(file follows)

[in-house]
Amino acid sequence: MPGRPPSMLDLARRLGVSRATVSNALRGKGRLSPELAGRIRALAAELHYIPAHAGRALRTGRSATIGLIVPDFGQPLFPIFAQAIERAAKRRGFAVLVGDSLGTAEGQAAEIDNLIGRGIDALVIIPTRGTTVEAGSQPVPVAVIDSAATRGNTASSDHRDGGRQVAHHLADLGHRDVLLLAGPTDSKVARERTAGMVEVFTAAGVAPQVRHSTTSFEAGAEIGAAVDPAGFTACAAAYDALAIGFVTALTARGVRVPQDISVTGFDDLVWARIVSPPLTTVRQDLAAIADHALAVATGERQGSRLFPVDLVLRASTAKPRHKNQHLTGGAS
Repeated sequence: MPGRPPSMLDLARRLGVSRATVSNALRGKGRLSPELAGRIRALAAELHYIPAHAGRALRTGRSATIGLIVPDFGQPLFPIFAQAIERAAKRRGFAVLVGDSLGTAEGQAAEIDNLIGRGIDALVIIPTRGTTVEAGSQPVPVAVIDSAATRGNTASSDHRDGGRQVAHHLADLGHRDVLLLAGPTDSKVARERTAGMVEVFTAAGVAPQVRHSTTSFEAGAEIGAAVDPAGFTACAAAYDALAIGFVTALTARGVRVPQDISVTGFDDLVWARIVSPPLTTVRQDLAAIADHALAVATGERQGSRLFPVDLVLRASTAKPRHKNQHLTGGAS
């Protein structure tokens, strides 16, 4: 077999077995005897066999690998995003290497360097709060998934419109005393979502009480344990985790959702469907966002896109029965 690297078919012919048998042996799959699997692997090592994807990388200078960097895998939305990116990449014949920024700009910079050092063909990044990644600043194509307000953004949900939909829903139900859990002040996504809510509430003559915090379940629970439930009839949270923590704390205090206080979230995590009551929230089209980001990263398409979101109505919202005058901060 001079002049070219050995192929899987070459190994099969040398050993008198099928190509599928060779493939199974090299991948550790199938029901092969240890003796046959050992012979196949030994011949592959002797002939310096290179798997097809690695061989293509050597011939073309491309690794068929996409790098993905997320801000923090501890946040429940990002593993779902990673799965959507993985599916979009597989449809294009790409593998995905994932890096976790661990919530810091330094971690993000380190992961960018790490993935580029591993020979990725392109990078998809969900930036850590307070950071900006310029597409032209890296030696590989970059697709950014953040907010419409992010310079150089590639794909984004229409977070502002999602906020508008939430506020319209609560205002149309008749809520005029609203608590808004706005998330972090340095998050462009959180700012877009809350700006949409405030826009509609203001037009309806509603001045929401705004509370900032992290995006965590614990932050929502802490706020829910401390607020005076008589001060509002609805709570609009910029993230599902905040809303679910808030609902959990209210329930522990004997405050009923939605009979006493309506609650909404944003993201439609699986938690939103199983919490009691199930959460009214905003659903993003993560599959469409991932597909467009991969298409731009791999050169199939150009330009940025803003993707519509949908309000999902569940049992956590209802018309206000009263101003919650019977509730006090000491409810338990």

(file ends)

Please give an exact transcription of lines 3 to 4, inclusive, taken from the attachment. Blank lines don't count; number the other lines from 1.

Repeated sequence: MPGRPPSMLDLARRLGVSRATVSNALRGKGRLSPELAGRIRALAAELHYIPAHAGRALRTGRSATIGLIVPDFGQPLFPIFAQAIERAAKRRGFAVLVGDSLGTAEGQAAEIDNLIGRGIDALVIIPTRGTTVEAGSQPVPVAVIDSAATRGNTASSDHRDGGRQVAHHLADLGHRDVLLLAGPTDSKVARERTAGMVEVFTAAGVAPQVRHSTTSFEAGAEIGAAVDPAGFTACAAAYDALAIGFVTALTARGVRVPQDISVTGFDDLVWARIVSPPLTTVRQDLAAIADHALAVATGERQGSRLFPVDLVLRASTAKPRHKNQHLTGGAS
């Protein structure tokens, strides 16, 4: 077999077995005897066999690998995003290497360097709060998934419109005393979502009480344990985790959702469907966002896109029965 690297078919012919048998042996799959699997692997090592994807990388200078960097895998939305990116990449014949920024700009910079050092063909990044990644600043194509307000953004949900939909829903139900859990002040996504809510509430003559915090379940629970439930009839949270923590704390205090206080979230995590009551929230089209980001990263398409979101109505919202005058901060 001079002049070219050995192929899987070459190994099969040398050993008198099928190509599928060779493939199974090299991948550790199938029901092969240890003796046959050992012979196949030994011949592959002797002939310096290179798997097809690695061989293509050597011939073309491309690794068929996409790098993905997320801000923090501890946040429940990002593993779902990673799965959507993985599916979009597989449809294009790409593998995905994932890096976790661990919530810091330094971690993000380190992961960018790490993935580029591993020979990725392109990078998809969900930036850590307070950071900006310029597409032209890296030696590989970059697709950014953040907010419409992010310079150089590639794909984004229409977070502002999602906020508008939430506020319209609560205002149309008749809520005029609203608590808004706005998330972090340095998050462009959180700012877009809350700006949409405030826009509609203001037009309806509603001045929401705004509370900032992290995006965590614990932050929502802490706020829910401390607020005076008589001060509002609805709570609009910029993230599902905040809303679910808030609902959990209210329930522990004997405050009923939605009979006493309506609650909404944003993201439609699986938690939103199983919490009691199930959460009214905003659903993003993560599959469409991932597909467009991969298409731009791999050169199939150009330009940025803003993707519509949908309000999902569940049992956590209802018309206000009263101003919650019977509730006090000491409810338990």